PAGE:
Saturday, September 20, 2014

Morning Side Lights: Odysseus on the A Train

Imagine your  children participating in a parade along side other children holding beautiful lanterns that they have made.  The glowing laterns emit soft lights that warm every one of the happy faces as they go walking along.   Today you can participate in a workshop held by the Morningside Lights group that have been holding workshops at the Miller Theater which is located at Columbia University. The University is a major subsidizer of this wonderful project. The weekend long arts workshop is produced by a group of directors from the Professional Arts Workshop.
This years theme is Romare Bearden's and his 1977 collage series, "A Black Odyssey"  inspired by Homer's epic.  Hence the name of the project  "Odysseus on the A Train ."
September 20-26 is the Lantern and instrument building workshop and September 27th will be the Procession at 8 p.m.  at  Morningside Park (116th street and Morningside Avenue.  If you can't make the workshops do attend the parade, it is really glorious to just watch.


Wednesday, August 6, 2014

Phoenix: Xu Bing at the Cathedral of St. John the Divine

I admit that I am  really behind the curve in posting about the 'Phoenix:Xu Bing" exhibit  at the Cathedral of St. John the Divine but, I am a little concerned about the new admission process at the Cathedral.  It is now impossible to just enter the nave of the Cathedral, without being directed by a guard to the Visitor Center.   The person at the cash register will tell you that the fee is $10.00 dollars to get in. They don't mention that is a suggested admission so if this fee is not in your price range offer what you can.  I am all for the Church raising money to keep open but they should  be more careful to mention that is is a suggested price, verbally,  I think it is written in small print somewhere.   Anyway  once you are in you will very glad you did donate something because the exhibition is breathtaking.  The two very large and  exotic looking  bird sculptures hanging from the nave are called Feng ( the male) and Huang ( the female) respectively.  Together they weigh 12 tons and are made from the detritus of  construction building sites in Beijing China.  The artist Xu Bing embarked on his project in 2008 and took 2 years to create and assemble them with his team of assistants.  They have traveled a long way making stops at the  Today Art Museum in Beijing, the Expo 10 in Shanghai, MassMoCa in North Adams, MA and finally the   Cathedral of St. John the Divine.  They will be displayed here through 2014.  This exhibit is perfect for all ages.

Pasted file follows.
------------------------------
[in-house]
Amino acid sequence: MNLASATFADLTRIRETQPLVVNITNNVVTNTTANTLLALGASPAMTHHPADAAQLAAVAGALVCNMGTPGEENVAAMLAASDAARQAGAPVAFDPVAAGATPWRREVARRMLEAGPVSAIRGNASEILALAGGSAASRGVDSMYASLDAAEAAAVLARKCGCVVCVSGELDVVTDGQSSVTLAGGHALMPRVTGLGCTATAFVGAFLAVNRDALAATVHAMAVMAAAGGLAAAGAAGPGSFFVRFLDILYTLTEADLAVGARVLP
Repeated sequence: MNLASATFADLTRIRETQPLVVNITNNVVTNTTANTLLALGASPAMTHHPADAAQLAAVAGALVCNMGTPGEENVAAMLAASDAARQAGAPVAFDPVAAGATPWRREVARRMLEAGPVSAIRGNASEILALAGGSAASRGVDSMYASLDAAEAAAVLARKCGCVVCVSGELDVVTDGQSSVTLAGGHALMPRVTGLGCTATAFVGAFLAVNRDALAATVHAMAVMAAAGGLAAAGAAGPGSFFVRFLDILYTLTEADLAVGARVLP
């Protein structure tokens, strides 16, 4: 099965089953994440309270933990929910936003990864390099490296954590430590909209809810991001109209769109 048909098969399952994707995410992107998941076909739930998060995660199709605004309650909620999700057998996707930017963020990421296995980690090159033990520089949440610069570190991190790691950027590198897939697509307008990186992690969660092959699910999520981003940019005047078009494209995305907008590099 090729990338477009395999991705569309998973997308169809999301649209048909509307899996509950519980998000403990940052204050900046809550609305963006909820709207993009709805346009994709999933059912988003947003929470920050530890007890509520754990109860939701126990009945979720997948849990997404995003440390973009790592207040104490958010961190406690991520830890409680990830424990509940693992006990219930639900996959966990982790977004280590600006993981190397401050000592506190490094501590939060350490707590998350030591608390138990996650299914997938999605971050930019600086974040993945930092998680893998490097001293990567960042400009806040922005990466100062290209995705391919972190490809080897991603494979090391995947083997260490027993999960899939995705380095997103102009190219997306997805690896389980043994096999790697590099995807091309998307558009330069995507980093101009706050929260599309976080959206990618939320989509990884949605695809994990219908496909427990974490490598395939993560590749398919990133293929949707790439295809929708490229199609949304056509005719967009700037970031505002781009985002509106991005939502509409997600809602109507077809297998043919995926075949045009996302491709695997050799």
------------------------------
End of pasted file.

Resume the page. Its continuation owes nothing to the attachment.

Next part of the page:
The Cathedral of St. John the Divine is located at: 
                                       1047 Amsterdam Avenue
                                        at 112th Street  in Manhattan

                                        The Cathedral is open 7:30 am – 6 pm daily. 
                                        The Visitor Center and Cathedral Shop are open 9 am – 5 pm daily.